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Oak Bay’s newest officers won’t share a shift

Department sticks to standard practice of spliting up married couples

Oak Bay’s newest officers came as a couple and join a former coworker on the police department.

Const. Cheryl Goard and Const. Adam Goard previously worked alongside Oak Bay Const. Kristin Stuart at the York Regional Police.

As they did in York, the officers do not work the same shift. In Ontario, the matching name bars came up on occasion where shifts overlapped at a scene. People would ask if they were siblings, Adam said with a laugh. They would imply that was the case and leave it at that.

The Goards and Stuart kept in touch and the couple came to visit the south Island in fall 2021.

The Island offerings of nature, hiking, hunting (for Adam), and backcountry camping suit them to a tee – and they knew it was in their future. “This is our vibe,” Cheryl said.

The only question was whether it was a retirement goal, or something more immediate.

Then multiple openings came up in the Oak Bay department.

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The desire the couple developed during the Island visit was apparent during the interview process, said Chief Mark Fisher. It impressed him they had a look first. “They developed a real sense of what they were applying to,” he said.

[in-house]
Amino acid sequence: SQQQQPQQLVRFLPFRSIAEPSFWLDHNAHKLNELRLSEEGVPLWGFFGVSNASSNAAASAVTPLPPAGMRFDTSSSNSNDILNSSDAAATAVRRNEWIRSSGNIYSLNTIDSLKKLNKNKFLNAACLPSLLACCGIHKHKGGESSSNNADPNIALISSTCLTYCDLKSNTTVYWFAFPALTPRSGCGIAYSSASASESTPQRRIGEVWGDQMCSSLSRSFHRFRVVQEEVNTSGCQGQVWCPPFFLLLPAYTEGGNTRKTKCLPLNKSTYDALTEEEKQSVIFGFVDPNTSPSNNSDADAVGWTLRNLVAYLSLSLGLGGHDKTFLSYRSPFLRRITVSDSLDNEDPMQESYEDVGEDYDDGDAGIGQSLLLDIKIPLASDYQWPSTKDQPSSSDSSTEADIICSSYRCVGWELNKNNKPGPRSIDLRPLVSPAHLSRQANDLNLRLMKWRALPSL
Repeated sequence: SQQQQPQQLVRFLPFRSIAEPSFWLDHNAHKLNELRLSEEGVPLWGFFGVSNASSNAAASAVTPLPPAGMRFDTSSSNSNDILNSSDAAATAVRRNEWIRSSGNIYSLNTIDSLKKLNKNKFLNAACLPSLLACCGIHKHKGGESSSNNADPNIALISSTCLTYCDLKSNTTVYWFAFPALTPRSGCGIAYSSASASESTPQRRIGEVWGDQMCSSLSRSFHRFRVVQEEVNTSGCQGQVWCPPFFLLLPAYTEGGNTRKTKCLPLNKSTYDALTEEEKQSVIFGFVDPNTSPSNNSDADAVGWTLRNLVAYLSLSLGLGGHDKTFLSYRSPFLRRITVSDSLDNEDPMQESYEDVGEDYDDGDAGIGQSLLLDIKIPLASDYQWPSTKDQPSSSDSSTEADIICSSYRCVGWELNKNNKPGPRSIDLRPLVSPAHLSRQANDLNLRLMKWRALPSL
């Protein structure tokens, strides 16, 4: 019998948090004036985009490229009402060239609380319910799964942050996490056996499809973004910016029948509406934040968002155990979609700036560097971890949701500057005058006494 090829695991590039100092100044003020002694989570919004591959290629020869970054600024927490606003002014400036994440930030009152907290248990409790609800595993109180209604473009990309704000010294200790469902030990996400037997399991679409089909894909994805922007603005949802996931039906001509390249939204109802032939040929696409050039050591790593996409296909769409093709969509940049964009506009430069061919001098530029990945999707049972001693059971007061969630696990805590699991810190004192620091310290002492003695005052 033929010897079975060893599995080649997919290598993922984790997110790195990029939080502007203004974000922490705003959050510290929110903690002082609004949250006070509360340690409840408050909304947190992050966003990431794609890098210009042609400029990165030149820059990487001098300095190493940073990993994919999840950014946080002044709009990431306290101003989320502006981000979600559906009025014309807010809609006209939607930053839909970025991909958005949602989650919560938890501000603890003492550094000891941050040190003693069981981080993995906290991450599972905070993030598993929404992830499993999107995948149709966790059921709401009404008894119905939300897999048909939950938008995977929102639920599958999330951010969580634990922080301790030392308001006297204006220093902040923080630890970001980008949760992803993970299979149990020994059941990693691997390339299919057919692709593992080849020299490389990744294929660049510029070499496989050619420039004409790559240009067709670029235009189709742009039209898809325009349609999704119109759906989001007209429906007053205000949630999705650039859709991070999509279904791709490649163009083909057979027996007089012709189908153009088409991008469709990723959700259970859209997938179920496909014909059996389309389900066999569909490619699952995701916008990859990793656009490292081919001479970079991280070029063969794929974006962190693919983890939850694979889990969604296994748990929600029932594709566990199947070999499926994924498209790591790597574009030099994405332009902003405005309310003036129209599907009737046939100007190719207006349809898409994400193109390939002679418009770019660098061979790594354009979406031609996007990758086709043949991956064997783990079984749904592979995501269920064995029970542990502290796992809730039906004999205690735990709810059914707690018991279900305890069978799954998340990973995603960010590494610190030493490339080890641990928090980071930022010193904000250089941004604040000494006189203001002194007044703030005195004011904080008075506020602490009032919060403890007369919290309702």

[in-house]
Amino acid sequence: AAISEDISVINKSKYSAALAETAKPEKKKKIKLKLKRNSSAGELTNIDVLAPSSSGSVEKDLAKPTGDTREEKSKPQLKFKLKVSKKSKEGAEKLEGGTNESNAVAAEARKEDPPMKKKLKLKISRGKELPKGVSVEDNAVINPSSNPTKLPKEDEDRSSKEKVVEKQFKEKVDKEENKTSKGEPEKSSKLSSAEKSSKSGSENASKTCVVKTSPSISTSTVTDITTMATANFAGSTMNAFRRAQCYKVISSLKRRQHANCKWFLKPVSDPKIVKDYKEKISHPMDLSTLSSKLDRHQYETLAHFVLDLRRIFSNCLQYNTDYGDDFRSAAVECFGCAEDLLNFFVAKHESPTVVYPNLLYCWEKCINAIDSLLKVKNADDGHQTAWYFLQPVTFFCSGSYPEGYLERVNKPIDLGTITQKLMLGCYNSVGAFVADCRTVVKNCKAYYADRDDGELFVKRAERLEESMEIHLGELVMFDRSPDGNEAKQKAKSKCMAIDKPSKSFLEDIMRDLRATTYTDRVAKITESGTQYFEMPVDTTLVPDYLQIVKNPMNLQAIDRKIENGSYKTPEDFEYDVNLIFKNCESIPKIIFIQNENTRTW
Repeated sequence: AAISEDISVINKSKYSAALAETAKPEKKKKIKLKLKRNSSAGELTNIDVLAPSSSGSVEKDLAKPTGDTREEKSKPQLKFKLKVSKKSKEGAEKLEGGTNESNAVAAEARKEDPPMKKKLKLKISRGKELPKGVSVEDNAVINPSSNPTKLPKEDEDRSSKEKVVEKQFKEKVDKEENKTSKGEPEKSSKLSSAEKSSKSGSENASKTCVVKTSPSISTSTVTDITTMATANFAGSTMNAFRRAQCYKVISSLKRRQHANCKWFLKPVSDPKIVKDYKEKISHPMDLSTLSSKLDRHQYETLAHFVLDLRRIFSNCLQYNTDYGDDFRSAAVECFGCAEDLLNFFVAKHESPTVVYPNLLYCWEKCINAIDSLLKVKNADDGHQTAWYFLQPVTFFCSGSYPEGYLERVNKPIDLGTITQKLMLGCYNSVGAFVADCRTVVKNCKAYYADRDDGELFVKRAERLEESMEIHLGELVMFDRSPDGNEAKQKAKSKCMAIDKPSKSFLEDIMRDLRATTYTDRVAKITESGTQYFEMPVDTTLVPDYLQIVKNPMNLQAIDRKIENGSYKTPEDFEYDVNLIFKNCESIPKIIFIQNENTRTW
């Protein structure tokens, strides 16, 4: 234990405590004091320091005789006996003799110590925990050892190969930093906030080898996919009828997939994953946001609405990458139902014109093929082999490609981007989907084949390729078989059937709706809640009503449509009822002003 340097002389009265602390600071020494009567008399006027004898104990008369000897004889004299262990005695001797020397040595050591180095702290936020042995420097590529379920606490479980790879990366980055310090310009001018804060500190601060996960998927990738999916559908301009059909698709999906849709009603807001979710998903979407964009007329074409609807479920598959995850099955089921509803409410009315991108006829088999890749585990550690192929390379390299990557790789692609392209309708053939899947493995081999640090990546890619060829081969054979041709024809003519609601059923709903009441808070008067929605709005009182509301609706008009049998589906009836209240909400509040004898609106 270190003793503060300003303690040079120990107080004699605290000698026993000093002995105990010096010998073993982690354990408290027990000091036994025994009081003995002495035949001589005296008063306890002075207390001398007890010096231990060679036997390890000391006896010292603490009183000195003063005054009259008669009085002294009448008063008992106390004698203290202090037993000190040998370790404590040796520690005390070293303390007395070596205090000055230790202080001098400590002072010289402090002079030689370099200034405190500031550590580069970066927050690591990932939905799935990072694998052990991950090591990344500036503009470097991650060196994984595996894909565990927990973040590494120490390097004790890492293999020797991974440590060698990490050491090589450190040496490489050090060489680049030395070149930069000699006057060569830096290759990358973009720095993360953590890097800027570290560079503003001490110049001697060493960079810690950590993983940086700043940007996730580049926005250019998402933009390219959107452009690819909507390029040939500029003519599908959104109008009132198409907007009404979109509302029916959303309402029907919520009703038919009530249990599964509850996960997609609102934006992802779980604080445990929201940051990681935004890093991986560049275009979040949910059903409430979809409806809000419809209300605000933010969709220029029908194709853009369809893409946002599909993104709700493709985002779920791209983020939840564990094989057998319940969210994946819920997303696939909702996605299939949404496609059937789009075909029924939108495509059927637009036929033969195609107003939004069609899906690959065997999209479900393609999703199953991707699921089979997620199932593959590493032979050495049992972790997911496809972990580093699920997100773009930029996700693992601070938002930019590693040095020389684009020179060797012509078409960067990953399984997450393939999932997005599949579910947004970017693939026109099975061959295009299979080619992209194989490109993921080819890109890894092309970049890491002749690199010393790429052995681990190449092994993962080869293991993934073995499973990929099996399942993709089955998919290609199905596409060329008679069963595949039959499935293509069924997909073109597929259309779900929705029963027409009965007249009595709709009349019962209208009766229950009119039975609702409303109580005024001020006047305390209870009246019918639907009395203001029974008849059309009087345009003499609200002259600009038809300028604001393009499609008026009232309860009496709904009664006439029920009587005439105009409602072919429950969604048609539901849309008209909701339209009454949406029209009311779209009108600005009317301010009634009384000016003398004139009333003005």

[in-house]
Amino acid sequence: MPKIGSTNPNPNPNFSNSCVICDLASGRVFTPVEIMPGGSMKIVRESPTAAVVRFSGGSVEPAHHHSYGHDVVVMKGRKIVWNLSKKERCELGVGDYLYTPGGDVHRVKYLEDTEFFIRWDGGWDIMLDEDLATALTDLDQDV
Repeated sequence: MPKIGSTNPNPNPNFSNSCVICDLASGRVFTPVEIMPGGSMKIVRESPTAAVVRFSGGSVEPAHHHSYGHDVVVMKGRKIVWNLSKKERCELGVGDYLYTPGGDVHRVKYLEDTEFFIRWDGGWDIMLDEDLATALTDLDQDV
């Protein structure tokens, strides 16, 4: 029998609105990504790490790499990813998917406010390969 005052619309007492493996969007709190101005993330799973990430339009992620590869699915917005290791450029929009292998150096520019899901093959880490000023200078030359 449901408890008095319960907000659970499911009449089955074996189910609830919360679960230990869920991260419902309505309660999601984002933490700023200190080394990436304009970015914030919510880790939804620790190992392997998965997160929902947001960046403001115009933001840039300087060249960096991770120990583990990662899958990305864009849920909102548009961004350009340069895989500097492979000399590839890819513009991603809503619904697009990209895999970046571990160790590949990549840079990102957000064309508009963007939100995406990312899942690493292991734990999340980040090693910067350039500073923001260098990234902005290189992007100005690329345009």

Each officer brings a set of skills as well. In his 17 years as a cop, Adam has worked patrol, public order, emergency response team, street crime and was a use of force trainer at the time of his departure from the Ontario department. Cheryl was working as education training officer, in her nine years as an officer, she has served patrol, as a coach officer, mental health support officer, acting supervisor and did some time with the criminal investigation bureau.

The broad training background is crucial for smaller departments, Fisher said. “It enhances the overall experience we can bring into the community.”

Decision made, interviews complete, the couple embarked on a cross-Canada trip fraught with personal challenges – the largest being the death of Cheryl’s father as well as a need to unexpectedly replace their truck (full of belongings) in Alberta.

The response from the Oak Bay Police Department was supportive, confirming they’d made the right decision.

Now settled in, with more than a week under their belts, the community also confirms the decision.

“You have the time for grassroots style, community policing,” Adam said. It’s how Oak Bay describes its approach, and it’s something less available in a busy place like York, with its 2,000 members.

The pair started patrolling the community mid-August. Four shifts in, both were impressed with the gratitude, beauty and camaraderie and kindness of the community and the department.

Leaving behind good jobs and family for the other side of the country was a great risk, but with great risk comes great reward, Cheryl noted. The reward for them, she said, is immediate.

“I have never received as much gratitude in seven-plus years in York as in four shifts here.”